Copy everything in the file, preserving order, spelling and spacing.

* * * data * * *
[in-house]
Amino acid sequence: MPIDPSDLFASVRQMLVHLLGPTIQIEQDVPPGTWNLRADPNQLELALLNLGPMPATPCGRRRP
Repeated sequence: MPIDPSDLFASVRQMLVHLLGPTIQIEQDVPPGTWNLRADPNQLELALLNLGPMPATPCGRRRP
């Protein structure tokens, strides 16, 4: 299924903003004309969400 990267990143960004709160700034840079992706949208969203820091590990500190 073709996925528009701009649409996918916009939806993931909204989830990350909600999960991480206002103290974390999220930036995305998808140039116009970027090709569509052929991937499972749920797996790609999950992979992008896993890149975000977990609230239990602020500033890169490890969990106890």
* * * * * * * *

[in-house]
Amino acid sequence: MPIDPSDLFASVRQMLVHLLGPTIQIEQDVPPGTWNLRADPNQLELALLNLGPMPATPCGRRRP
Repeated sequence: MPIDPSDLFASVRQMLVHLLGPTIQIEQDVPPGTWNLRADPNQLELALLNLGPMPATPCGRRRP
């Protein structure tokens, strides 16, 4: 299924903003004309969400 990267990143960004709160700034840079992706949208969203820091590990500190 073709996925528009701009649409996918916009939806993931909204989830990350909600999960991480206002103290974390999220930036995305998808140039116009970027090709569509052929991937499972749920797996790609999950992979992008896993890149975000977990609230239990602020500033890169490890969990106890």